In La bohème Puccini can toss around the smallest germ of a musical idea until he has fashioned something greater than the sum of its parts—as Brahms so often did. The vibrant and robust opening of the short second act, for instance, is built on four seeds that we first hear in Act I just as Rodolfo’s friends head out to the café leaving him alone. Later in Act II, Musetta’s motive is built from two fragments played by perky woodwinds beginning just before her entrance. The two fragments only form a recognizable melody after they are repeated separately over more than two dozen measures. (This motive is distinct from Musetta’s Act II aria, “Quando m’en vo,” which is also used motivically.)
For the record, if ever I am asked which single moment of schmaltz I would take to that proverbial desert island, it would surely be a passage that begins at roughly the middle of the Act IV orchestral interlude after their friends have finally left Mimì and Rodolfo alone. In spite of its brevity, the interlude successfully evokes the lovers’ yearning. It can be likened to a sketch by a very great painter; in a few moments, the composer encapsulates the tenderness and sadness of the situation and, indeed, of the entire opera. It begins with a startlingly slow reprise of Schaunard’s motive as he is the last to exit; and it incorporates other themes from earlier in the opera. At its conclusion, Mimì introduces a theme never before heard as she asks Rodolfo whether they are alone and admits she only pretended to be asleep waiting for everyone to go. We will hear this gentle evocation of Mimì’s tenderness and the playful intimacy between the two lovers at the end of the opera transformed into Rodolfo’s howl of grief.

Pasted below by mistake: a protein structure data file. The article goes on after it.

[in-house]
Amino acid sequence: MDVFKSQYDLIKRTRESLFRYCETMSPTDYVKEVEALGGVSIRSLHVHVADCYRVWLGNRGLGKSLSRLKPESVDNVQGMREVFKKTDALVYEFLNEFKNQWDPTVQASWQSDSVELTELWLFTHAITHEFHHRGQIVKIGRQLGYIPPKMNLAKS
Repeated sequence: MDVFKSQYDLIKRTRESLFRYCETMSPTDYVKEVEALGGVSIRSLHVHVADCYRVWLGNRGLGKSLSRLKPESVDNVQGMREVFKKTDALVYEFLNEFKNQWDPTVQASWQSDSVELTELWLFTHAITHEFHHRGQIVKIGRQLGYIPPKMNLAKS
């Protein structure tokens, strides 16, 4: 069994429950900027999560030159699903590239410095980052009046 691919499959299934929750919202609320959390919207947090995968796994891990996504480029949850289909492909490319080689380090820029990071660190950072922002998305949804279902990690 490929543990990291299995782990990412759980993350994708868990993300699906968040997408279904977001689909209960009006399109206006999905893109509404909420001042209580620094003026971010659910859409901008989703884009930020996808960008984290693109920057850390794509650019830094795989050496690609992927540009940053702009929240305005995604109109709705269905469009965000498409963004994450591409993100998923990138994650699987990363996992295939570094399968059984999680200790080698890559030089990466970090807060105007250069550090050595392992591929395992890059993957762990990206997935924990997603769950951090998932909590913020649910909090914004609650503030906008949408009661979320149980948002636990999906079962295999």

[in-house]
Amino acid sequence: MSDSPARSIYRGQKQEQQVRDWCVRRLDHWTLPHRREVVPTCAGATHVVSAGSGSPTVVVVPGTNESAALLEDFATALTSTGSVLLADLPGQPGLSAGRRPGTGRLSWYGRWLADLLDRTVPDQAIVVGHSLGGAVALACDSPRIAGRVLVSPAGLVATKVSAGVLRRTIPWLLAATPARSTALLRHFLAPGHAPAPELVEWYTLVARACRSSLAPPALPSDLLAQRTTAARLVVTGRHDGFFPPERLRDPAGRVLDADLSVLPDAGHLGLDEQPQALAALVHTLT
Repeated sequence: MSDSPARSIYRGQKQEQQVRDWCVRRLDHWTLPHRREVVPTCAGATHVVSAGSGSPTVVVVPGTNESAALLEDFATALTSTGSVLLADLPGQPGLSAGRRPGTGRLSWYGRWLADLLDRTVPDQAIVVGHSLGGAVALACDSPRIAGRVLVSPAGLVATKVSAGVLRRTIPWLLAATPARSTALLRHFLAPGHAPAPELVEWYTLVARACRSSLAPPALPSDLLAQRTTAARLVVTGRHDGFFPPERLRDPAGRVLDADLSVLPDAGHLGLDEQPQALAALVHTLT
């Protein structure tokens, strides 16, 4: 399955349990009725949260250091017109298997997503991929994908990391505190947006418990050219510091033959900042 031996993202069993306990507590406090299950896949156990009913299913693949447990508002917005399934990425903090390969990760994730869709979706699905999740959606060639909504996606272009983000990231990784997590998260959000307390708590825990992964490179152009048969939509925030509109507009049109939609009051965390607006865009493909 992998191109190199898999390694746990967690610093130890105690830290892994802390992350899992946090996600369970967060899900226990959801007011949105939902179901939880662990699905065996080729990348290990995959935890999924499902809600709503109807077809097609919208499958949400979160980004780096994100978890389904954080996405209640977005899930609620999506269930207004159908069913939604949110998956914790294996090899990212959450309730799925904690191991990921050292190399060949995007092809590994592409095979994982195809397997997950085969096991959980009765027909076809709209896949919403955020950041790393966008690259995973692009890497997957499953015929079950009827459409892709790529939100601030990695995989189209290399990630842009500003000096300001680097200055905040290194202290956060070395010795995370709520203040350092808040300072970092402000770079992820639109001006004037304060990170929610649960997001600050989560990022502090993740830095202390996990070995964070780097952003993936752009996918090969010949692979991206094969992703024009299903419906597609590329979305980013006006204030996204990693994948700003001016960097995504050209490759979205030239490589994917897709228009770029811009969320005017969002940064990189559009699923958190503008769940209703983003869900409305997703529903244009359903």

The ending of La bohème is, in some ways, Puccini’s most successful at wrenching the listener’s heart. Madama Butterfly and Suor Angelica come close, but the grief builds up earlier in those works (both, interestingly, in connection with their heroines’ maternity). La bohème holds back its biggest wallop until the very end.